Submitted to: Environmental Entomology
Publication Type: Peer Reviewed Journal
Publication Acceptance Date: October 2, 2012
Publication Date: December 17, 2012
Repository URL: http://handle.nal.usda.gov/10113/57366
Citation: Flinn, P.W., Campbell, J.F. 2012. Effects of flour conditioning on cannibalism of T. castaneum eggs and pupae. Environmental Entomology. 41(6): 1501-1504. http://dx.doi.org/10.1603/EN12222. Interpretive Summary: The red flour beetle is a serious pest of flour mills and stored grain. Cannibalism by adult and larval red flour beetles of eggs and pupae can have important implications in population regulation. As the red flour beetles develop, the flour becomes conditioned. This is due to an accumulation of beetle feces, chemicals produced by the beetles, and nutritional depletion of the flour. There is a need to understand how different levels of flour conditioning affect the rate of cannibalism of the red flour beetle. We found that larvae had the highest rates of egg and pupal cannibalism, followed by adult females. Adult males had the lowest rates of cannibalism. Cannibalism of eggs by female adults was highest in fresh flour, and decreased with the amount of flour conditioning. The level of flour conditioning had no affect on rates of cannibalism by larvae or adult males. These results will enable scientists to develop an improved computer model for the red flour beetle, which can be used to predict insect outbreaks and develop better insect pest management recommendations.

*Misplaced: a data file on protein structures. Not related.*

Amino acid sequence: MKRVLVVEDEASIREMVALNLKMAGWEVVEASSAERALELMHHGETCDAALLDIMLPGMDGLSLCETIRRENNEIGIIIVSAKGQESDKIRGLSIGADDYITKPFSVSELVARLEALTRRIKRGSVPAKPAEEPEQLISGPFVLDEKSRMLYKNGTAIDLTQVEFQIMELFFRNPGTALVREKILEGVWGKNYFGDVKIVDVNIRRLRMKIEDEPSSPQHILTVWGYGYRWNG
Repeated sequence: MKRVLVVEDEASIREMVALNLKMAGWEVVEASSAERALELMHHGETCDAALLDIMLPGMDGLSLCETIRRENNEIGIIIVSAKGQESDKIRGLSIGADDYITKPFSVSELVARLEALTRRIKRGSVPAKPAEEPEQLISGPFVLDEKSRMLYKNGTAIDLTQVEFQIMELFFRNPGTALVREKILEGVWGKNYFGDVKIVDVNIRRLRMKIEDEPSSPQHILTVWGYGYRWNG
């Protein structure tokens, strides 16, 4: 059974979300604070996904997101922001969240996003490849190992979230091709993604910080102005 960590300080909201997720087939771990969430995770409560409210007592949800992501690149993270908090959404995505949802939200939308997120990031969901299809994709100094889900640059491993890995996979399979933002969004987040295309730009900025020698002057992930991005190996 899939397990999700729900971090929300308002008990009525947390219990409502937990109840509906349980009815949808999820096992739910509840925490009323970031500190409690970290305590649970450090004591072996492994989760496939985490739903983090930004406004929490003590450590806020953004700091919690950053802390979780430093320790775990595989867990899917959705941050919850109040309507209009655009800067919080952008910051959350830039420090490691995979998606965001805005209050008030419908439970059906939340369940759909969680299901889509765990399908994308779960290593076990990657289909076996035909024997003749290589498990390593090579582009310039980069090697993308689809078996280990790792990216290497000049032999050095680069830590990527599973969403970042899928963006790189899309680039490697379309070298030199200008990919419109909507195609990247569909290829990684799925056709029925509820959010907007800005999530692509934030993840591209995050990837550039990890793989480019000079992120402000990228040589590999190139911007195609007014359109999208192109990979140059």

Technical Abstract: Cannibalism is a very important factor regulating population dynamics of the red flour beetle. After several days of feeding, the flour becomes conditioned by the beetles, which can affect rates of cannibalism. Flour conditioning is caused by an accumulation of feces, pheromones, and ethylquinone, which is a repellent produced by the beetles. We determined the effect of five different levels of flour conditioning on cannibalism of red flour beetle eggs and pupae by adult and larval stages. Larvae had the highest rates of egg cannibalism (12 eggs eaten over the 4-day period) followed by female adults (7 eggs consumed). Adult males had the lowest rates of cannibalism with only 2 eggs consumed. Cannibalism of eggs by females was negatively correlated with the level of flour conditioning. There was no effect of flour conditioning on egg or pupal cannibalism by larvae or adult males. Cannibalism by adult females may decrease as the level of flour conditioning increases because females may spend less time tunneling in highly conditioned flour and more time trying to disperse to other areas that are better for oviposition.